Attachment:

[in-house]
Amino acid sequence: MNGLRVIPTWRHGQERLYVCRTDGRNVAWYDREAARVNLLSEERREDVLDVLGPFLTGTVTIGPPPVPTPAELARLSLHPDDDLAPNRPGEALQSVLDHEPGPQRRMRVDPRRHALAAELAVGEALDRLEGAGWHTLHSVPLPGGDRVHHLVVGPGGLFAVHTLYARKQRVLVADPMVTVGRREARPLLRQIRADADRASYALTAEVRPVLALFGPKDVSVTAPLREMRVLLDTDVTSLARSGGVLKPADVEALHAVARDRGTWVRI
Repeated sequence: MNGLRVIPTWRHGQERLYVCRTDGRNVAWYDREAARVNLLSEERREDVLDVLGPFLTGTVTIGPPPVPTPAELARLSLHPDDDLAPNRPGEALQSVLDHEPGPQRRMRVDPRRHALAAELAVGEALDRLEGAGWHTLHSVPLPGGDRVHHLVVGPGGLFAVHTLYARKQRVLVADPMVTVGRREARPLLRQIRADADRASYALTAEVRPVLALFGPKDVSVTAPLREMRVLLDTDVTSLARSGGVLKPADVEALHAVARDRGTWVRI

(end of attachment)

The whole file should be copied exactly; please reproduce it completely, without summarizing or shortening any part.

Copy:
[in-house]
Amino acid sequence: MNGLRVIPTWRHGQERLYVCRTDGRNVAWYDREAARVNLLSEERREDVLDVLGPFLTGTVTIGPPPVPTPAELARLSLHPDDDLAPNRPGEALQSVLDHEPGPQRRMRVDPRRHALAAELAVGEALDRLEGAGWHTLHSVPLPGGDRVHHLVVGPGGLFAVHTLYARKQRVLVADPMVTVGRREARPLLRQIRADADRASYALTAEVRPVLALFGPKDVSVTAPLREMRVLLDTDVTSLARSGGVLKPADVEALHAVARDRGTWVRI
Repeated sequence: MNGLRVIPTWRHGQERLYVCRTDGRNVAWYDREAARVNLLSEERREDVLDVLGPFLTGTVTIGPPPVPTPAELARLSLHPDDDLAPNRPGEALQSVLDHEPGPQRRMRVDPRRHALAAELAVGEALDRLEGAGWHTLHSVPLPGGDRVHHLVVGPGGLFAVHTLYARKQRVLVADPMVTVGRREARPLLRQIRADADRASYALTAEVRPVLALFGPKDVSVTAPLREMRVLLDTDVTSLARSGGVLKPADVEALHAVARDRGTWVRI